A further embodiment of the RTA furniture of the present invention is the round table 65 depicted in FIGS. 5a-d, and in the assembly drawings of FIGS. 6a-i. As best shown in the assembly drawings, the table 65 includes a cross panel or spar 67 that defines an upward spar slot 68 and a pair of support spar slots 69 at its upper support edge 72. The opposite ends of the cross spar 67 each define a top locking flange 72 similar to the top locking flanges described above.
A second cross spar 74 is provided that is constructed to interlock with the first spar 67. In particular, the second spar includes a downward spar slot 75 for mating with the upward slot 68. The second spar 74 also defines a pair of support spar slots 76 at its upper support edge, as well as top locking flanges 78 at its opposite ends.
When the two cross spars 67 and 74 are assembled, as shown in FIG. 6b, a pair of support spars 82 can be mounted on the first spar 67, as depicted in FIGS. 6b and 6 c. Each support spar includes a downward slot 83 for mating with a corresponding support spar slot 69. In addition, each support spar 82 defines a pair of interlocking notches 84, as shown in FIG. 6b. The interlocking notches 84 are configured to mate with corresponding notches 87 on additional support spars 85, shown in FIGS. 6d-e. Like the first described support spars, the spars 85 include downward slots 86 for mating with the upward slots 76 in the second cross spar 74.
The resulting construction of the various support spars results in a box-like enter support 89, as shown in FIG. 6e. This support 89, along with the support edges 72 and 79 of the cross spars 67 and 74, provide a stable surface for supporting the tabletop. The assembly of the tabletop is depicted in FIGS. 6f-i. In particular, the tabletop is formed by a pair of identical tabletop panels 92. Each panel 92 defines a center cut-out 93, with an inner locking slot formed at opposite sides of the center cut-out. In addition, outer locking slots are provided at opposite sides of the outer edge 96 of the panel 92.
To assemble the tabletop, a first panel 92 is slid underneath a pair of top locking flanges 71 and 78. Again, as with the flanges described above, a tight fit or a press-fit can be accomplished to snugly hold the tabletop panels in place As shown in FIG. 6f, the panel 92 is preferably oriented so that the inner edge bisects the support spars and is not positioned beneath a locking flange 71 or 78.
Referring to FIG. 6g, the second identical panel 92 can be juxtaposed to the first panel to provide a substantially complete tabletop. When so positioned, the cut-outs 93 in each panel are juxtaposed to form a combined cut-out in the center of the tabletop. In order to facilitate placement of the second panel 92 when a first panel is already in place, the support edges 72 and 79 of the two cross spars 67, 74, are beveled downward at a relief edge 73, 80 beneath a free locking flange. These relief edges are best seen in FIG. 6f. The edges are angled downward so that the second panel can be inserted into the locking flanges 71 and 78 at an angle. When the panel is lodged at the end of the locking flange, it can then be pivoted downward until it rests on the center support 89. At this point, the inner edges of the two panels 92 mate to form a uniform tabletop surface. In addition, the two panels form a center cut-out, as shown in FIG. 6h.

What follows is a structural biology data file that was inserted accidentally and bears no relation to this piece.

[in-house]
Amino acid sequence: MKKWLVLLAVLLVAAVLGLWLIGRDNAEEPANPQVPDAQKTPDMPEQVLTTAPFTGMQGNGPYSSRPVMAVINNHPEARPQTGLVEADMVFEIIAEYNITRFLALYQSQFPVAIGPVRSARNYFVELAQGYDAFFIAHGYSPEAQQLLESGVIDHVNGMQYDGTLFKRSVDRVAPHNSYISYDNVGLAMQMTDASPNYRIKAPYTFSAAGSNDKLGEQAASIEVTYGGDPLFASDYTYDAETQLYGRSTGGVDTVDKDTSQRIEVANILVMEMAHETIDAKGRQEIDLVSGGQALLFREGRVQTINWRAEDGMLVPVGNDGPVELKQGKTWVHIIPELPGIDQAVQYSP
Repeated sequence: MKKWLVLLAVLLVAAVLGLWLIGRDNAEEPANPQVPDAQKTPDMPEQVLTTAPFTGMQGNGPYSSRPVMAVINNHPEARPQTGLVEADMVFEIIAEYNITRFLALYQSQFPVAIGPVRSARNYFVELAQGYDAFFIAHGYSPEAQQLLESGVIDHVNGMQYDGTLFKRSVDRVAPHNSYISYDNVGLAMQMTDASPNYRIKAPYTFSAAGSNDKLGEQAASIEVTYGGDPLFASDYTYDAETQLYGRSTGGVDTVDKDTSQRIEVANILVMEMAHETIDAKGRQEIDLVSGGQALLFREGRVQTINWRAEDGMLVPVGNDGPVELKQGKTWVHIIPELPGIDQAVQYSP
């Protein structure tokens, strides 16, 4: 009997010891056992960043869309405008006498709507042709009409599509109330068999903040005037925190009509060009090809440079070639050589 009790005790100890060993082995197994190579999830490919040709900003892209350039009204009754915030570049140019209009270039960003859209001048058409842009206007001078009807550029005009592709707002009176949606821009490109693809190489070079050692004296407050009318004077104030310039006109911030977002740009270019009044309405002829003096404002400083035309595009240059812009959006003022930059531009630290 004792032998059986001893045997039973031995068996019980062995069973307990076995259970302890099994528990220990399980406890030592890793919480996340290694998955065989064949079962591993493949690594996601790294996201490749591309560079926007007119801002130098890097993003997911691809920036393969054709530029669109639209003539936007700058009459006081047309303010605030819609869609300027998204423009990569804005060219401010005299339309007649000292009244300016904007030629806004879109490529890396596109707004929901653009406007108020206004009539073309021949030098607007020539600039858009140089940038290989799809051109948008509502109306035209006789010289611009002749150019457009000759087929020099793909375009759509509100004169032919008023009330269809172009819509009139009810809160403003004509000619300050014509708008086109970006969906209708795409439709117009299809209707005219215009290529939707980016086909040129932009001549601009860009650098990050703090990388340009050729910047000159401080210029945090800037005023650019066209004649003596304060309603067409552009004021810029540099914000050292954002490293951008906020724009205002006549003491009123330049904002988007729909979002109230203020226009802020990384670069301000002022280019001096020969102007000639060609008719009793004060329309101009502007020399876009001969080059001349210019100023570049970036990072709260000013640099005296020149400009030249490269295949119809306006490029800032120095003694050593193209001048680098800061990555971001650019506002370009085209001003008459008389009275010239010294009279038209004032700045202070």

In one embodiment of the invention, the inner and outer locking slots 94, 95 of the two panels form combined slots, like the combined slot 45 in the table 12 described above. A pair of locking pins 97 can be inserted into the combined outer locking slots to lock toe two panels together. In addition, a single locking pin 97 can be positioned within a combined inner locking slot at the center cut-outs 93 of the panels. In the final step of the assembly, the center tabletop panel 98 can be placed within the cut-outs 93, as shown in FIG. 6i. The center panel 98 can define a locking slot 99 at each side edge thereof. The center panel can be slid over the exposed end of the locking pin 97 at the inner cut-out of the combined panels 92.
In addition to the top locking aspect of the tables 10, 12, 50 and 65, the present invention contemplates a further feature embodied within the various panels used to form the tabletop. Using the table 65 as an example, it can be seen that three panels (two panels 92 and center panel 98) are used to form the tabletop. Each of these panels can be of identical surface finish; however, each can also be of a different surface finish or material. For instance, the two primary panels 92 can be formed of wood, while the center panel 98 can be formed of a translucent or transparent material. For that matter, each of the panels, as well as each of the supporting spars can be of different color, textures or outer profiles. In addition, the center panel can include integral functional elements, such as an integral lazy-susan.
The components of these RTA tables can be formed of a variety of materials, such as wood or plastic. Preferably, the tabletop panels are formed of a material that can be compressed slightly to allow for a solid lodgment of the panels within the various top locking flanges. Alternatively, the locking flanges can exhibit some springiness to generate a clamping force against the tabletop panels. It should be appreciated that the RTA tables of the present invention require no tools to assemble or disassemble, and consequently the components do not require intricate machining to produce.